Richard Dawkins’ Brave New World

11 Sep

I think it is unfortunate that much of Evangelical Christianity is better known for its political point of view rather than what it preaches about Christ. Personally, I think it is a serious responsibility to vote, but I also believe it detracts from the Gospel to become a political activist. I don’t like politics in the pulpit, and I’ve actually voted against my local church’s position, simply because I was irritated with their attitude concerning the opposition. I believe change, if and when it comes, will come only through Christ, not political activism—especially religious political activism.

Having said that, I thought it quite surprising to hear the position taken by Richard Dawkins in a YouTube video I watched, inaccurately named Richard Dawkins DEBUNKS Noah’s Ark by the upload provider.[1] I don’t mean to imply that I expected Dr. Dawkins to embrace a Christian point of view, but I do believe it unexpected of a man of his stature to appear so ‘afraid’ of the opposition—especially if a Biblical point of view is supposed to be so ignorant and illogical. If I understand the methodology of critical thinking correctly, then truth and ignorance will rise or fall upon its own merit. But notice how Dr. Dawkins addresses the problem as he sees it:

“Once again I am sorry to take a sledgehammer to so small and fragile a nut, but I have to do so, because of the more than 40% of the American people who believe literally in the story of Noah’s Ark. We should be able to ignore them, and get on with our science, but we can’t afford to, because they control school boards, they home-school their children to deprive them of access to proper science teaching. And they include many members of the United States Congress, some state governors, and even presidential and vice-presidential candidates. They have the money and the power to build institutions, universities and even a museum where children ride mechanical life-size models of dinosaurs with saddles, which they are solemnly told co-existed with humans.”

The problem that Dr. Dawkins doesn’t seem to recognize is that his personal point of view is not science. It may be a model that seeks to predict what he observes in the world around him, but his personal point of view has not been empirically proved—nothing that he believes concerning our origins has been observed, but only presumed to be so. This understanding is more like an ideology or a worldview than science.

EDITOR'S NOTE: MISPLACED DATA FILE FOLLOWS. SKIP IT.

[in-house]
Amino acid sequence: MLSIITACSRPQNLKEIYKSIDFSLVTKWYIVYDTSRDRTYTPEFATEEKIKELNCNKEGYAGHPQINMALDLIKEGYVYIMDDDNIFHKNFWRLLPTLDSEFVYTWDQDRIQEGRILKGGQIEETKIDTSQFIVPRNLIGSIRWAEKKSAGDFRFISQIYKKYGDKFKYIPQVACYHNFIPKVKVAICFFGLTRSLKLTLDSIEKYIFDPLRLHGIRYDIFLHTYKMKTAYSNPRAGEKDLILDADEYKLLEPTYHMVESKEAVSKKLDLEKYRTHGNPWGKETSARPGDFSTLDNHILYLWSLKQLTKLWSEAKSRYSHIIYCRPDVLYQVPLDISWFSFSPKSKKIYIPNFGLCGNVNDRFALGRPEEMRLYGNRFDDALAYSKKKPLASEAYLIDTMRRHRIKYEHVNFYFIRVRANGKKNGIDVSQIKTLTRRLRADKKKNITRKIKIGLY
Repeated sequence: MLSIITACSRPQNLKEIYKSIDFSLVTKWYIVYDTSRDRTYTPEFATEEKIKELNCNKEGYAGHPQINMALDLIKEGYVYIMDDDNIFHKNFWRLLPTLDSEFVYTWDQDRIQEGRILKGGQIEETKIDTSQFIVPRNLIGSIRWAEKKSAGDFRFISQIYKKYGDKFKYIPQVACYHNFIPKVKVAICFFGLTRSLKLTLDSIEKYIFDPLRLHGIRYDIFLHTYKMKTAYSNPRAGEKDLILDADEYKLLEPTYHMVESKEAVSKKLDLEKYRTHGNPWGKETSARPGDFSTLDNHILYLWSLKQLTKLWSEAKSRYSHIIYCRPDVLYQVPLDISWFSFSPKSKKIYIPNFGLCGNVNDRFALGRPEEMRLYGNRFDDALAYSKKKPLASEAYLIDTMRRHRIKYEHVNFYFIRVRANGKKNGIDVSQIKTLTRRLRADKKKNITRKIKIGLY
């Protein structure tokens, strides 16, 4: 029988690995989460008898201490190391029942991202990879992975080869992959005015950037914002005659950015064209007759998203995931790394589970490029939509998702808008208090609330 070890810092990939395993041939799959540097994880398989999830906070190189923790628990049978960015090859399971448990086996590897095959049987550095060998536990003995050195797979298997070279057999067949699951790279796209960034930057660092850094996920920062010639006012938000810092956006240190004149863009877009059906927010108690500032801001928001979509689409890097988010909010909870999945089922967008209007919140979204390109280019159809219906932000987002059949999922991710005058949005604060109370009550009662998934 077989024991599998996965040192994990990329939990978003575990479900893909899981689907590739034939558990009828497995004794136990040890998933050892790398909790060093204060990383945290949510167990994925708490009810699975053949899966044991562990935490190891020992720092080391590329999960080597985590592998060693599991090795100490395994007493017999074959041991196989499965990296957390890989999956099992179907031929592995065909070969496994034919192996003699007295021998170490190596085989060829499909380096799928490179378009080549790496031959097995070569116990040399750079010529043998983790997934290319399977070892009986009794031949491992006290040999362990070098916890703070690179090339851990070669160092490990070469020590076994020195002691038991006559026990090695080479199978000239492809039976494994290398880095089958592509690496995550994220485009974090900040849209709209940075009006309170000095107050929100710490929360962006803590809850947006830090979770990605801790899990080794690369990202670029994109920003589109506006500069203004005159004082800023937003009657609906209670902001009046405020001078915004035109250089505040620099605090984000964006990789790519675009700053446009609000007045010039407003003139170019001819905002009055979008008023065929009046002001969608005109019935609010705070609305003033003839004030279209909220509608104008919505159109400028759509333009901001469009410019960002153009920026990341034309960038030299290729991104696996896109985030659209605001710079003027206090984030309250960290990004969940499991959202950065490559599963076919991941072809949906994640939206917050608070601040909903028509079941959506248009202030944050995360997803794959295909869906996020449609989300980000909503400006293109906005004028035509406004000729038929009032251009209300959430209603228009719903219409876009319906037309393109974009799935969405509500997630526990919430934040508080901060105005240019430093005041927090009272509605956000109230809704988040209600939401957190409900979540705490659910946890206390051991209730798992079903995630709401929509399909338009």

Noah’s Ark is a model—a Christian model—that answers to what we observe in the world today. And, using this model we are able to make certain predictions concerning what we should be able to observe in geology and biology. While Dr. Dawkins’ model is the theory of evolution, ours is not. Ours happens to be “In the beginning God created the heavens and the earth…” and those things that later developed immediately before and after the Noahic Flood.

The school boards that Dr. Dawkins is talking about are religious schools, funded by churches. He couldn’t mean state-funded schools, because there is a curriculum there that must be followed. In fact, even schools funded by churches must follow the state’s curriculum. The only difference is that we are able to teach church history and the Bible. We may also teach intelligent design alongside of the theory of evolution, but we still must abide by the state’s curriculum. State-funded schools teach Dr. Dawkins’ worldview, so he probably doesn’t have these schools in mind. Does he?

I fail to understand why the religious point of view of our politicians would be of such a concern to Dr. Dawkins, unless his concern is over one of two possible reasons: first, that American politics is being taken over by ignorant and illogical people; or secondly, that his understanding of the ignorance and/or illogical attitude of Christians would be proved wrong, if Christian politicians would begin to take leadership in America. His concern, as I see it, could be over only one of these two propositions. Is there a third?

Brave New World (Image from Google Images)

Brave New World
(Image from Google Images)

Finally, Dr. Dawkins expresses concern over the power and financial state of Christians in America to fund and build educational institutions, including universities and museums. Why should this be a concern of his? Could it be he is afraid of critical thinking? After all, if people who actually believe the Bible is true are so ignorant and illogical, shouldn’t all of their labor come to naught? Isn’t the position expressed in the YouTube quote above by Dr. Dawkins counterintuitive? Isn’t the theory of evolution based upon the survival of the fittest—the species that are stronger and better? Doesn’t the fittest always win out in the end—according to the theory?

It would appear to me that Dr. Dawkins’ “Brave New World” is one where the opposition is done away—not through critical thinking or education, but through intimidation, ridicule and a rather bulling attitude. I would expect such behavior from the ignorant and illogical among us, no matter which worldview one embraces, but I am a bit shocked that a university professora real mover and shaker in western civilization—would embrace such a fundie attitude.

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Posted by on September 11, 2013 in naturalism, theory of evolution


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